‘A Cohesive Voice?’

‘A Cohesive Voice?’

When the Synagogue Council of America — the only national rabbinic group representing Orthodox, Conservative and Reform Jewry — broke up in 1994 after 68 years, observers said it underscored the growing rift between Orthodox and non-Orthodox Jews.

“Maybe it has outlived its usefulness,” mused member Rabbi Fabian Schonfeld of the Young Israel of Kew Garden Hills at that time.

Rabbi Mordechai Waxman, of Temple Israel, a Conservative shul in Great Neck, L.I., called the death of the SCA “disastrous for American Jewish life,” noting its function as the voice of religious Jewry to non-Jewish national religious bodies like the National Conference of Catholic Bishops.

Since then, the relationship between Orthodox and non-Orthodox rabbis has grown nastier, over the peace process and the “who can be a Jew” conversion issue.

But this week, Rabbi Marc Schneier, the new president of the New York Board of Rabbis, said it’s time to try again.

Rabbi Schneier, at 39 the youngest president of the 800-member, 116-year-old rabbinic board that includes members of all four streams of Judaism (including Reconstructionist), proposed this week a North American board of rabbis, with an Israeli affiliate, to fill the gap left by the death of the Synagogue Council.

Speaking at his installation at the Pierre Hotel Monday night, which was attended by some of New York’s top religious and political figures including New York’s Archbishop John Cardinal O’Connor and Comptroller Alan Hevesi, Rabbi Schneier outlined his ambitious plan to unite a diverse population of rabbis from different streams under one national banner.

Next month he plans to hold meetings to discuss the concept with the heads of boards of rabbis from several cities across the U.S. and Canada. A possible name for the new group is the North American Board of Rabbis.

“Since the demise of the Synagogue Council of America, the American Jewish community is crying out for a religious cohesive voice … a voice of communication and trust,” he stated.

Rabbi Schneier said the proposed group would conduct a survey to determine how extensive intradenominational rabbinical cooperation is in the U.S. He also sees it becoming the primary voice in the national interfaith dialogue. He doesn’t foresee a turf battle with the established interfaith Jewish reps from secular groups such as the American Jewish Committee and the Anti-Defamation League. “I see it complimenting what they are doing.”

Rabbi Schneier said he believes there is enough interest from individual mainstream Orthodox rabbis to make the project viable. He conceded that right-wing and ultra-Orthodox rabbinic groups would not participate.

A spokesman for Agudath Israel of America confirmed this. “We have a longstanding policy of not participating in or giving sanction to multidenominational Jewish religious bodies,” said Rabbi Avi Shafran. He said it is “downright dangerous” to pretend there is an “essential communality” between Orthodox and non-Orthodox Jewry. “It doesn’t exist.”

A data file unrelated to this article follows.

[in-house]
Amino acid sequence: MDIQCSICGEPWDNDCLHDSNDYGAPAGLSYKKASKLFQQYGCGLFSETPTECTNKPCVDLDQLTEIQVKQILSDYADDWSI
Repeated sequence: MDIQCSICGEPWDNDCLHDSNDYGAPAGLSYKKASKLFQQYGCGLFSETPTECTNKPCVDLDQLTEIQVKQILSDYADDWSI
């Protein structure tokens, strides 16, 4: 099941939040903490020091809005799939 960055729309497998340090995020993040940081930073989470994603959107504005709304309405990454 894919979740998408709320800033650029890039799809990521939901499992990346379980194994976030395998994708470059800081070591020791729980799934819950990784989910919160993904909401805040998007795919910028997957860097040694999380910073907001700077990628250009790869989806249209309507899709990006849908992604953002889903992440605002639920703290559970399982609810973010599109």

But the proposal was also met with a cold reception from mainstream Orthodox groups, as well as some Conservative rabbinic leaders.

“I would rather suggest that … resources be directed toward existing organizations that already represent denominational interests,” said Rabbi Stephen Dworkin, executive director of the Rabbinical Council of America, the national Orthodox group.

“We are not supportive,” stated Mandell Ganchrow, president of the Union of Orthodox Congregations (OU). “We believe that experience shows that these groups lead to theologic discussions,” which he says is forbidden by the late father of Modern Orthodoxy, Rabbi Joseph B. Soleveitchik. “That’s something we cannot agree to.”

Ganchrow said the OU’s sending representative Betty Eherenberg to an international meeting with the Vatican in Rome last week did not come under this prohibition.

Ganchrow also denounced the idea of starting an Israeli affiliate saying it would undermine Israel’s chief rabbinate. He said that the overwhelming majority of Modern Orthodox groups “are not going to be joining.”

One Orthodox official explained there is no need for the group because rabbis who wish to work with other movements do so behind the scenes. “The minute you start shining a spotlight, you start causing problems,” he said on condition of anonymity. He added that Rabbi Schneier is not seen as a substantial figure in Orthodox circles, and would not receive much cooperation from established groups.

A leader of the Conservative movement also believed the group would not succeed. “It’s got no chance,” said the rabbi who asked not to be named. He noted the organizational problem of harmonizing the membership standards of various local rabbinic groups across the country into one.

Rabbi Joel Meyers, executive director of the Rabbinical Assembly of the Conservative movement expressed reservations but added: “If it enhances the ability of rabbis to get together to talk about issues we face in common, I think it’s worthwhile.” But Rabbi Ron Brown, a New York Board of Rabbis official who is helping coordinate the project, said he is not concerned with such negative talk.

He said he’s received “very enthusiastic receptions” from boards of rabbis officials throughout the nation.

They’ve given every indication they want to be part of it,” said Rabbi Brown of the Reform Temple Beth Am in Merrick, L.I. “I think it would be to everybody’s benefit to have a success come from this.”

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